Indigenous name changes for Alberta places is about preserving culture, language, says First Nations manager
'I'm not suggesting that we take away all the existing names,' Bill Snow says
A proposal to change names of Alberta places would improve understanding of Indigenous culture and language without necessarily removing existing names, a Stoney Tribal Administration manager says.
The administration for three First Nation bands west of Calgary has applied to name a long list of well-known Alberta towns, cities and landmarks with traditional Indigenous names.
"We would certainly like to see more about Stoney Nakoda understanding about landscapes in general," Bill Snow told the Calgary Eyeopener on Wednesday morning. "This is really about the preservation of our language and culture."
Calgary made the list.
In the Nakoda language of the Stoney people, the Calgary area is called Wichispa Oyade, which roughly translates to elbow town and a gathering of people or cultures.
The city was named officially after Calgary Bay on Mull, an island off the west coast of Scotland. It means "Bay Farm" or "clear running water" in Gaelic.
"I'm not suggesting that we take away all the existing names," Snow said. "I think what we're suggesting is that we add to what we already know about places, about landscapes."
This may take the form of replacing names entirely or adding a second official name for certain places, as has been done in some parts of British Columbia.
Many places in southern Alberta do have Indigenous names, but primarily from the Blackfoot and Cree languages, such as Okotoks, which translates to "meeting creek" in Blackfoot.
Nihahi Creek, which means "ravine," is one of the rare places named a Stoney Nakoda word.
More than three dozen Indigenous languages are spoken in Alberta, although some by as few as 10 people, according to Statistics Canada.
Rare name changes
Applications to change the names of places in the province are not typically approved, a co-ordinator with Alberta's Geographic Names Program told the Calgary Eyeopener. One of the reasons is because consistency is important to mapping and navigating an area.
But "that's not to say name changes can't happen," Kelland said.
For example, Ha Ling Peak near Canmore, Alta., was once named Chinaman's Peak, which is derogatory. The local Chinese community pushed for a more accurate namesake for the railway worker who climbed the mountain and returned to the Bow Valley in under six hours.
This long, thorough list is very unusual, and the department plans to write to the Stoney Tribal Administration soon, to arrange a meeting and find elders with traditional knowledge of the land, Kelland said.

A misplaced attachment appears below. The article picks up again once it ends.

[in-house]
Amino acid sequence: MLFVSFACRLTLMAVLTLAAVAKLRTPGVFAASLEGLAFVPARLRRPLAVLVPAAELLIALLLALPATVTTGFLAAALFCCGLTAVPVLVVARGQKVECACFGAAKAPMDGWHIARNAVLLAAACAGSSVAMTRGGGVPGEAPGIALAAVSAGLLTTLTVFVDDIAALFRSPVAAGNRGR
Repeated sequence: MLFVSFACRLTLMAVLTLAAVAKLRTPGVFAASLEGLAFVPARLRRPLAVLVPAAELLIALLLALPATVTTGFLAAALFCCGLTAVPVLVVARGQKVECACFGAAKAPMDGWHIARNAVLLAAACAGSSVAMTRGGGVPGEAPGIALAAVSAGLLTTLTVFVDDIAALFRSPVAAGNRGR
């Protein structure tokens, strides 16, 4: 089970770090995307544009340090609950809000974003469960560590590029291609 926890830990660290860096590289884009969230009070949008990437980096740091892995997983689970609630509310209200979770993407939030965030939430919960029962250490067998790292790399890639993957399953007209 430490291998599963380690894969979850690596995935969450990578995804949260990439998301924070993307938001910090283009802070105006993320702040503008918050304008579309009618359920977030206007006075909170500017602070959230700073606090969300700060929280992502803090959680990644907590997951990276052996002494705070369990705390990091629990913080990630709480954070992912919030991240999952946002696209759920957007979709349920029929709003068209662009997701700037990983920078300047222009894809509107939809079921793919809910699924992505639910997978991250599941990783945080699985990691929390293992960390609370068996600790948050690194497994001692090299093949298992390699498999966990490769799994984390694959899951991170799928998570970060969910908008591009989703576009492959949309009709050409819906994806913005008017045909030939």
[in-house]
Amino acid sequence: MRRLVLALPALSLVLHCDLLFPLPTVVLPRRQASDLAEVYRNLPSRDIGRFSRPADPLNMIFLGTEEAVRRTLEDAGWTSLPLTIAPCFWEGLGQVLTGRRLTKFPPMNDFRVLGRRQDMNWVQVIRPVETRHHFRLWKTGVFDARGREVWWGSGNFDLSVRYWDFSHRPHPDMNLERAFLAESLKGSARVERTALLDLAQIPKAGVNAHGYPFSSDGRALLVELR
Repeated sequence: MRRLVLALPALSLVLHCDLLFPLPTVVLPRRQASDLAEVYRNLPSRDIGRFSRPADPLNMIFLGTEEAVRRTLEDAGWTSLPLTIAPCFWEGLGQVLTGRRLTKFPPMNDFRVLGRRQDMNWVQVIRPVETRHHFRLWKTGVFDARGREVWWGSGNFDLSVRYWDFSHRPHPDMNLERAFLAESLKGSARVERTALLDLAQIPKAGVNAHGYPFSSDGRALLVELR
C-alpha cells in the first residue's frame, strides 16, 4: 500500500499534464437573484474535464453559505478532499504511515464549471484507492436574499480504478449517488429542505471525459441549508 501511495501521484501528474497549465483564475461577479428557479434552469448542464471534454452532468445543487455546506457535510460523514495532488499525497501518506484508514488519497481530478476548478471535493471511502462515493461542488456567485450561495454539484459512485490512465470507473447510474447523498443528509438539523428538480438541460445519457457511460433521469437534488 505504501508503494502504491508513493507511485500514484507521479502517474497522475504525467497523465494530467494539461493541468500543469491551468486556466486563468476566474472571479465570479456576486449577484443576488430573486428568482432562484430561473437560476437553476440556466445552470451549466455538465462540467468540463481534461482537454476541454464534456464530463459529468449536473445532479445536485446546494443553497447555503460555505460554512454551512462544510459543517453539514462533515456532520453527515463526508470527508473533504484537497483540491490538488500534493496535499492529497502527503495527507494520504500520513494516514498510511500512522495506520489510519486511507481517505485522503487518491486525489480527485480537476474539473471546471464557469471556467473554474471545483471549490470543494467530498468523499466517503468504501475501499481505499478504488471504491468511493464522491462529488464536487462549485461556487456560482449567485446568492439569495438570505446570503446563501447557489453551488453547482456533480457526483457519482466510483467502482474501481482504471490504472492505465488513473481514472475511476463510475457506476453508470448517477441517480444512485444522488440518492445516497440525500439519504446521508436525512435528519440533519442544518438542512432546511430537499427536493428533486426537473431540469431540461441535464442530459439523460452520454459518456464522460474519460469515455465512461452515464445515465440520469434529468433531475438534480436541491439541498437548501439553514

"To be honest, that is something that we have not really dealt with in the past," he said.
"So it is very much new territory for us and we're going to have to work very closely with the Stoney, with the Blackfoot and likely with the Tsuut'ina, as well, to navigate issues of this sort and hopefully come up with some solutions."
The naming department may look at prioritizing a few names to study first, he said.
Preserving language and culture of Indigenous peoples through naming has been brought up by both the Truth and Reconciliation Commission and the United Nations Declaration on the Rights of Indigenous Peoples. But Snow said he hasn't seen concrete change locally.
"You don't have a group taking up all the calls to action and giving us six month or yearly reports on their progress," Snow said.
"There's really been drop-off of that kind of activity, so I think this is a way to preserve some of those things under the bigger studies that have been happening."
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This year also marks the 150th anniversary of Canada's confederation, and also 140 years since the signing of Treaty 7 by Great Britain and multiple First Nation governments in what is now southern Alberta.
Along with adding traditional Stoney names to this province, the administration is advocating to formally teach Treaty 7, Indigenous culture and First Nations history in Alberta elementary and post-secondary schools, Snow said.
"When we look at all the events that have happened leading up till today, how important it is, those relationships between the Crown and First Nations, I think we're advocating for more understanding and more education in all of those areas," he said.
The Stoney Nations also have a lawsuit, dating back to 2003, underway against Alberta and the federal government over treaty rights that covers much of southern Alberta and the eastern side of the Rocky Mountains.
- Hear more about the proposal to change or add names to Alberta places:
With files from Falice Chin, Rachel Ward and the Calgary Eyeopener.